Getting Back to Baking!
And cooking too: Cape Breton oatcakes, oat origin stories, and Acadian chicken soup
After being away for almost four weeks and feasting constantly on other folks’ proffered bounty, I’m back in my familiar kitchen puttering around amid the usual jumble of pots and pans, bowls and mixers. I’d thought perhaps I wouldn’t remember how to cook, so spoiled had I become by the satisfying and mostly delicious fare I consumed during our travels in the northeastern U.S. and Canada (ICYMI, you can find my most recent posts here).
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But of course the knowledge of how to cook is as ingrained as the stains in my favorite cookbooks and the seasoning on my aging cast-iron pans. The butter softens, the beaters turn, the sugar goes in, then eggs, flour, baking powder, salt, spices and voilà—muffins, cake, cookies, something sweet and timeless. Or the onions get chopped, the carrots and celery too, garlic and thyme, chicken broth and chicken, rice, noodles or beans—and here comes soup. Easy as falling off a log. Or following a recipe—or making one up, which you can usually do if you’ve been cooking for a half century or more like me—or with far few years at the stove, as I know from the many experienced and excellent recipe creators whose blogs I read on a regular basis here on Substack!
As for me, I came back inspired by some of the food I either sampled or heard about on our trip. One taste that stuck with me was that of the simple oatcakes we bought in the little town of Baddeck in Cape Breton, Nova Scotia. I mentioned them in an earlier post you can find here. Rectangular, barely sweet, with a flaky, coarse texture, they were perfect for nibbling on while driving the windy, scenic roads of Cape Breton.
I hoped to bring a few home, but the bakery was already closed when we passed by on our way out of town. When I got back to L.A., I looked up a recipe and found one that sounded right. It was as simple as the little cookies tasted, with only six ingredients—butter, flour, oats, baking powder, salt and sugar. It was your basic shortbread recipe, plus oats and baking powder, perhaps a little less butter—but oh so good, especially with tea or coffee.
There are several recipes online, but this one for Nova Scotia Oatcakes came out just right. The author, Kelly Neil, said that there were two types of oatcakes in Nova Scotia—soft and chewy and buttery and crisp, with this variety being the latter. In her headnotes, she said the cookies are Scottish in origin and particularly “prevalent on Cape Breton Island” because of its “high concentration of families with Scottish ancestry.”
The trickiest part is rolling the dough into a large rectangle, then cutting it into 12 smaller ones. Crumbly from the old-fashioned oats, it tends to pull apart, but it’s easy to pat back into shape. The directions didn’t call for chilling, so I didn’t, but I wondered if the dough might have benefited from a few minutes in the fridge. No matter: buttery and crisp the oatcakes were! And now they’re mostly gone! Variations with chocolate chips, chocolate-dipped, with dried fruit, spices or nuts, are possible, as are gluten-free and vegan alternatives. This version includes suggestions for all of these. And the cookies keep rather well—if you don’t gobble them all up!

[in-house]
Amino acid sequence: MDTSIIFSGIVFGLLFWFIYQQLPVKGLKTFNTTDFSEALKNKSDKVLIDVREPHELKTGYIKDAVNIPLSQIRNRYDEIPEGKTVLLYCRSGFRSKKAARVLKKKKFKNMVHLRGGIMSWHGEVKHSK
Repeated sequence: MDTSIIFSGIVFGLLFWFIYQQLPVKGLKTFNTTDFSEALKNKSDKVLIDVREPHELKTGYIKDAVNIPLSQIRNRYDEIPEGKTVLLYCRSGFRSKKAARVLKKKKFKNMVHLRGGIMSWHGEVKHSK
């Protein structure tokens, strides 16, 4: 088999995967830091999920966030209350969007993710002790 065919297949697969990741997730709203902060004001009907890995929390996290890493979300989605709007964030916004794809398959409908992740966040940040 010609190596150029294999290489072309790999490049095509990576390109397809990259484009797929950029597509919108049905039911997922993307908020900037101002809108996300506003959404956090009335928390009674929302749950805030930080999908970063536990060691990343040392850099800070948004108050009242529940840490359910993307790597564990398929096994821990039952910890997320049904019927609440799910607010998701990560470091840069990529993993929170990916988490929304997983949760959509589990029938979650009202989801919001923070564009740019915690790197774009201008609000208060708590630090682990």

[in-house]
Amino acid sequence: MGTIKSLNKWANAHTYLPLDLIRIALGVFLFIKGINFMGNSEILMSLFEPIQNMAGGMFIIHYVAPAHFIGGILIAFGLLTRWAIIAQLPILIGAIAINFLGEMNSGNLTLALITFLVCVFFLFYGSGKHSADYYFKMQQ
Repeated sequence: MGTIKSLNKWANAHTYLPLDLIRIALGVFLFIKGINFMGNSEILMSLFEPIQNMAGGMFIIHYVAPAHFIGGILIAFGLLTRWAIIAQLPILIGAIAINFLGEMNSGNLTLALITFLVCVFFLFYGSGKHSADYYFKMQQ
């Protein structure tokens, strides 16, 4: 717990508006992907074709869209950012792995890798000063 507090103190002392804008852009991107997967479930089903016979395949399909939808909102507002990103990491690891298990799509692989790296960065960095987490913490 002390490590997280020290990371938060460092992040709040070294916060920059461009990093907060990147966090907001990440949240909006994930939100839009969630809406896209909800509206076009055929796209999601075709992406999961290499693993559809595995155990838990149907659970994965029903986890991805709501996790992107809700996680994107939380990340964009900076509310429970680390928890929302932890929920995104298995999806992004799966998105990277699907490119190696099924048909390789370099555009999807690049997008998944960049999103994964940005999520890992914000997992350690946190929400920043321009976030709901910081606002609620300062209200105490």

A short history of oats and oatcakes
Samuel Johnson wrote a dictionary in 1755, in which he defined oats as: “A grain, which in England is generally given to horses, but in Scotland supports the people.” A Scottish man was said by Sir Walter Scott to have retorted, “Yes, and where else will you see such horses and such men?”1
Oats have been a staple of Scotland since the Romans unwittingly brought the grain with them in the 1st Century CE as feed for their horses.2 Then, as Johnson noted, it did become sustenance for humans too, not only in the form of cooked oats (or porridge, as the Scots call it) but also oatcakes, which in their primitive state were described in a recent BBC article as “part of (Scottish) folklore because of their nutritional value and portability.” Apparently soldiers carried loose oats and portable griddles into battle. The primitive ancestors of oatcakes that they mixed together from ingredients such as salt water or blood of their cattle and cooked over the fire helped fueled their victories—or so it was said.
The grain and the traditions (though perhaps not those primitive griddles!) traveled across the Atlantic with the Scottish settlers to Nova Scotia and other parts of eastern Canada in the 18th and 19th centuries. Nova Scotia’s often cold and rainy climate apparently proved as hospitable for oats as Scotland’s, and oatcakes became a favorite there too, according to a piece on TastingTable.com. But by then these cakes had changed in character, becoming sweet instead of savory. These days the sweet versions are sold throughout the province. I didn’t come across any savory versions.
My mother the Scot
I was particularly interested in the connection between Nova Scotia and oats, especially as I recalled fondly the prevalence of “porridge” on our breakfast table when I was growing up and the omnipresent round Quaker Oats container with the smiling, black-hatted, white-haired gentleman on the front—presumably a good-natured Quaker.